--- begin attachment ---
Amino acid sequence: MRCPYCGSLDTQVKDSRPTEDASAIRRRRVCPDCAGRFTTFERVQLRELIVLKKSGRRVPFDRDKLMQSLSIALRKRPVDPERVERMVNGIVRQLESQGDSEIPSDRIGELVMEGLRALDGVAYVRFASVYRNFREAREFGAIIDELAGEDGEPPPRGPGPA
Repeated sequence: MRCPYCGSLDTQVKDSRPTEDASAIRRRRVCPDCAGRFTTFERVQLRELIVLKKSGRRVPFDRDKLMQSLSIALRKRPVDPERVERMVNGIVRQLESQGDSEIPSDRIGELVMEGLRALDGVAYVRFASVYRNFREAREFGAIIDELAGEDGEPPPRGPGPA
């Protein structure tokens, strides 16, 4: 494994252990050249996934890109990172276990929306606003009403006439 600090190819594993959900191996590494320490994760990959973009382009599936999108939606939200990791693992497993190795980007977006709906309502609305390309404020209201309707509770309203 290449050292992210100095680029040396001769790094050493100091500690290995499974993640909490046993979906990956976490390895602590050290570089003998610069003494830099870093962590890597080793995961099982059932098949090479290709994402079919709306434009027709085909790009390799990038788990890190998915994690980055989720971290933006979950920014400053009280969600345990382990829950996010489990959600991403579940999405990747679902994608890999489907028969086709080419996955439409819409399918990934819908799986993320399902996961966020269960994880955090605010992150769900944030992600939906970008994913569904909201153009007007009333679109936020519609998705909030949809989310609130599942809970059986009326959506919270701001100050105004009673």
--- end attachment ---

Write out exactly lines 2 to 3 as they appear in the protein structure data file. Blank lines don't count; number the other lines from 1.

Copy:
Repeated sequence: MRCPYCGSLDTQVKDSRPTEDASAIRRRRVCPDCAGRFTTFERVQLRELIVLKKSGRRVPFDRDKLMQSLSIALRKRPVDPERVERMVNGIVRQLESQGDSEIPSDRIGELVMEGLRALDGVAYVRFASVYRNFREAREFGAIIDELAGEDGEPPPRGPGPA
């Protein structure tokens, strides 16, 4: 494994252990050249996934890109990172276990929306606003009403006439 600090190819594993959900191996590494320490994760990959973009382009599936999108939606939200990791693992497993190795980007977006709906309502609305390309404020209201309707509770309203 290449050292992210100095680029040396001769790094050493100091500690290995499974993640909490046993979906990956976490390895602590050290570089003998610069003494830099870093962590890597080793995961099982059932098949090479290709994402079919709306434009027709085909790009390799990038788990890190998915994690980055989720971290933006979950920014400053009280969600345990382990829950996010489990959600991403579940999405990747679902994608890999489907028969086709080419996955439409819409399918990934819908799986993320399902996961966020269960994880955090605010992150769900944030992600939906970008994913569904909201153009007007009333679109936020519609998705909030949809989310609130599942809970059986009326959506919270701001100050105004009673």